When the final figures are tallied over the coming months, we expect to find that very close to 100% of the AAP budget will have been spent by the 20 countries participating in this programme. This is an extraordinary achievement when you consider the large amount of money made available to each country was used to make progress in very specific, highly technical, ground-breaking areas where capacities to drive transformational change agendas varied, at times considerably, within and across all countries. The challenge to all of us at the regional and national levels was to turn around those capacity deficits, enabling governments to devise adaptation strategies that respond to their development vulnerabilities and set trajectories along more climate-resilient and therefore sustainable paths.
Behind the financial numbers is evidence of some very compelling progress. In countries such as Gabon, Lesotho, Ethiopia and Nigeria we have seen national adaptation strategies and plans approved. In Burkina Faso, Morocco and Mozambique millions of dollars in climate related development funding has been accessed. And in Congo, Nigeria and numerous other countries climate data and information is being generated and shared for use in long-term planning.
There are many other examples, yet like that expenditure figure, the multitude of in-country success stories still does not tell the whole story of the AAP. Our official and anecdotal successes belie the sweeping investment that the Government of Japan's funding has made in the future of this continent. More powerful evidence of this movement is found in the multitudes of well-placed people with whom we have had the pleasure and privilege of working—many of whom can be seen in the poster in this issue—and the many thousands more to whom they have in turn reached out and engaged in various ways. These include the hundreds of government officials who took part in our trainings and are now instituting specific actions relating to climate resilient development; the 10,000 people trained in climate analysis and planning; the leaders everywhere who are reviewing the outcomes of successful pilot projects; and the 500-plus journalists now inspired and informed about reporting on climate and development.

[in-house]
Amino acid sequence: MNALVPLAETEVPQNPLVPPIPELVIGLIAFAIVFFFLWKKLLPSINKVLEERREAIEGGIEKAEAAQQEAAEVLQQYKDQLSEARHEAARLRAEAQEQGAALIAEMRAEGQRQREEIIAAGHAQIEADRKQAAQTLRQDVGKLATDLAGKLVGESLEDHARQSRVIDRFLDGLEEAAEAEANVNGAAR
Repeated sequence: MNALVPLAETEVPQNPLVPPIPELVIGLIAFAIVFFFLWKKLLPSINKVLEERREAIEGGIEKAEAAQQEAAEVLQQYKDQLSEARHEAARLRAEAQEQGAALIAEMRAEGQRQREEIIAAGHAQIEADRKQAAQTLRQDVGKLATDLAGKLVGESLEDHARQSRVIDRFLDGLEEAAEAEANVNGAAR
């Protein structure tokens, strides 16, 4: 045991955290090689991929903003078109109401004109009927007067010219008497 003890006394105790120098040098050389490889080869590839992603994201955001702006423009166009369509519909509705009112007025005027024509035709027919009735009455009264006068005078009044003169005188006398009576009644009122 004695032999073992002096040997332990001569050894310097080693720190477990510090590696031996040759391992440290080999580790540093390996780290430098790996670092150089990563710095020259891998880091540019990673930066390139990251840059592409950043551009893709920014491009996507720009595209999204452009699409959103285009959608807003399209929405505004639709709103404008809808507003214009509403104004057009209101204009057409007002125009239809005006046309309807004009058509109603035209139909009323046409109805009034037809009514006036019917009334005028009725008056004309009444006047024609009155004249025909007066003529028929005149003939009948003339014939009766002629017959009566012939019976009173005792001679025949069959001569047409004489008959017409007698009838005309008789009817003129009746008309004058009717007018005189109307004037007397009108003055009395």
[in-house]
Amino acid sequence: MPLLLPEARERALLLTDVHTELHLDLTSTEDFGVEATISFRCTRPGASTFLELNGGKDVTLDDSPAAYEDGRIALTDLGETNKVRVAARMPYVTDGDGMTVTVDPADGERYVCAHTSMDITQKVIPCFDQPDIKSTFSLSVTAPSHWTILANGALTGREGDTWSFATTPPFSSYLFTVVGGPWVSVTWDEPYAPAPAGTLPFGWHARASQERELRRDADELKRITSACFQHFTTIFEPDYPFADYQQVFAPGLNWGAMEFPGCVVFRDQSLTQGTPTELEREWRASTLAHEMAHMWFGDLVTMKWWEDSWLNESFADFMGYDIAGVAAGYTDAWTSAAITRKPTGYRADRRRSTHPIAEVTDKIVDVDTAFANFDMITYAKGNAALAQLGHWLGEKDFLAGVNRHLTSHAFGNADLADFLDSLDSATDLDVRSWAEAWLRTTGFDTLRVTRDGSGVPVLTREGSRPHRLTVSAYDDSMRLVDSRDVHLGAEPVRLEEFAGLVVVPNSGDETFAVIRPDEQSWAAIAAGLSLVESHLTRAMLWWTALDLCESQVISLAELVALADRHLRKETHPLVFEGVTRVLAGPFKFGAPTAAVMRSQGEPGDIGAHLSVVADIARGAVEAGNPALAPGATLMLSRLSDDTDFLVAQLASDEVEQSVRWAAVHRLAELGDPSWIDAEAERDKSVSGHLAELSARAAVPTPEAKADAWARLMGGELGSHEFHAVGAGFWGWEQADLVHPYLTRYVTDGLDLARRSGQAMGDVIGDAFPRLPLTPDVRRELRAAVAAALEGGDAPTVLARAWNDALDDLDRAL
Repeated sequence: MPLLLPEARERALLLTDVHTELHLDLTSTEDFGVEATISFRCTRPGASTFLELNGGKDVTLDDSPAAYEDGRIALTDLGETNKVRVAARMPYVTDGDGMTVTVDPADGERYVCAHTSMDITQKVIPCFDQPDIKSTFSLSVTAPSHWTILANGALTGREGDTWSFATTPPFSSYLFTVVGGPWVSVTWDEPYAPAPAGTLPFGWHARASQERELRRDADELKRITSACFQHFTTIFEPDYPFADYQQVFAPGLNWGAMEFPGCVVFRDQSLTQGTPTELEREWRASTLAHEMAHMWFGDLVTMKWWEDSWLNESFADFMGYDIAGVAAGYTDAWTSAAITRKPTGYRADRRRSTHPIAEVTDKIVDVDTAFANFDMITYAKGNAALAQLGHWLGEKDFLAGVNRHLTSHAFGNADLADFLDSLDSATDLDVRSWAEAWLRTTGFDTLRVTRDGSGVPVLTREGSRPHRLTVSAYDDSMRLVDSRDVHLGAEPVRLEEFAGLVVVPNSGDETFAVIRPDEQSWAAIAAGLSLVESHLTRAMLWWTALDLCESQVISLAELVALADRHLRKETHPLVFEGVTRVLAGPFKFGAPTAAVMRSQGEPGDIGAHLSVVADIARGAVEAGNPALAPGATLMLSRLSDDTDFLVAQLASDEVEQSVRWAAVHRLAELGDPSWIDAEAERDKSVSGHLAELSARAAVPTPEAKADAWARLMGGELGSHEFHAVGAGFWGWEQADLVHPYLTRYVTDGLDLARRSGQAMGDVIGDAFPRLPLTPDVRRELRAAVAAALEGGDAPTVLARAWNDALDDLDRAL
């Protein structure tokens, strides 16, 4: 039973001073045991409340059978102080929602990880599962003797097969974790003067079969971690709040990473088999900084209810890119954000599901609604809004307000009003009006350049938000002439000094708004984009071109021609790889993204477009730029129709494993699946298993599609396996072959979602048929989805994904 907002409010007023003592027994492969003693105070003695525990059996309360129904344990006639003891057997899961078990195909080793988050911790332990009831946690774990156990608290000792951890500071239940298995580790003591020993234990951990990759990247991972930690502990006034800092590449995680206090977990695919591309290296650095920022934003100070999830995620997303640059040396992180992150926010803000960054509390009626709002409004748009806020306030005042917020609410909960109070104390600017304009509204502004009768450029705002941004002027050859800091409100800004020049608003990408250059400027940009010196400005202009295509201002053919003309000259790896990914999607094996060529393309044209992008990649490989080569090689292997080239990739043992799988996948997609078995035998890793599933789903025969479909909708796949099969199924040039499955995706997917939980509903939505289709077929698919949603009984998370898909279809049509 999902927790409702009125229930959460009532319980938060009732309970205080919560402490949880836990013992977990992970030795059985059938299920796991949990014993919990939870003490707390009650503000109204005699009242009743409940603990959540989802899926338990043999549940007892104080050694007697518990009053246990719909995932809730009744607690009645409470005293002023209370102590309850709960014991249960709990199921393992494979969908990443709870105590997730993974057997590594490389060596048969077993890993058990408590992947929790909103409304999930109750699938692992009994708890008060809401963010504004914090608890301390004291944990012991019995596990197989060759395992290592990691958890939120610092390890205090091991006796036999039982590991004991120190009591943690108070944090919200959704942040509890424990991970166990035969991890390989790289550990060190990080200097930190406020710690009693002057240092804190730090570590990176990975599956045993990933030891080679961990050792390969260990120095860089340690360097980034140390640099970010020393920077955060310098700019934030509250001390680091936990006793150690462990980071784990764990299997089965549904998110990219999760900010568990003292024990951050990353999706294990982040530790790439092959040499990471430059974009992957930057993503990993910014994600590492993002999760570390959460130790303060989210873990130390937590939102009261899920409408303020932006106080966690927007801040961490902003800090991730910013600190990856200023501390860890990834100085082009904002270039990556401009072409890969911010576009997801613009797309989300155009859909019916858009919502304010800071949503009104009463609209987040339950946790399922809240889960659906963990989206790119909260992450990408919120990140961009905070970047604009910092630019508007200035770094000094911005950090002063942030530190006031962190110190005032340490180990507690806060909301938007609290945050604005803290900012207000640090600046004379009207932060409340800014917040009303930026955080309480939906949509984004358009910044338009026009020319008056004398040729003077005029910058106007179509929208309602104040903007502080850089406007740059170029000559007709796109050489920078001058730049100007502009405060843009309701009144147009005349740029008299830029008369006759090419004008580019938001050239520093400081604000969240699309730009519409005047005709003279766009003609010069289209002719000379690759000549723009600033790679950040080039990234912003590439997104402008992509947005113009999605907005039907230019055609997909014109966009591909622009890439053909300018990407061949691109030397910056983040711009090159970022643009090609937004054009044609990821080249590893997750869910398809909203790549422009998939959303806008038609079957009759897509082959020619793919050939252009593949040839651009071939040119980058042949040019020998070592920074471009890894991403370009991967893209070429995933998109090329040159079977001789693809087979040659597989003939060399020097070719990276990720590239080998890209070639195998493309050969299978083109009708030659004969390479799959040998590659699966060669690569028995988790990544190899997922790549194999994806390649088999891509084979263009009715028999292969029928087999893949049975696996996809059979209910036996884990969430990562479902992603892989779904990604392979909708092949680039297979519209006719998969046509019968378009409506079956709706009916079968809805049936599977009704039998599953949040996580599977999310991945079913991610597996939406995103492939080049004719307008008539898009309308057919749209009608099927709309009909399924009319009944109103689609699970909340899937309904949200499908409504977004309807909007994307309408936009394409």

It is these people, along with the countless more who will be touched by the processes we have collectively put in motion over the past three–and-a-half years of this programme, who constitute its true legacy and success. And it is they who will do much of the future heavy lifting in the development work that should aim to protect and sustain the lives and livelihoods of their people in the face of climate change and other threats.
By engaging these people the AAP has enlisted and empowered a diffuse army of individuals who can collectively shift the direction of their countries, and indeed this continent, from risk to resilience.
Of course there have been challenges along the way; this is inherent in development and in building capacity where the capacities are often under pressure from many sources or absent. And of course there is much more that needs to be done. But many bold advances are now possible in countries across the continent thanks to the strategic platform the AAP has established. We look forward to next month’s ‘Celebrating our Successes’ regional conference in Dakar where we will hear more from and about the people who are making the AAP a success.
In December 2012 the AAP train will pull into the station for the final stop; however, there will be other forms of transport to enable you to continue the journey. Your challenge is to remember where you have been and what you have learned, as these are the critical navigational points that will help scope and plan your journey forward.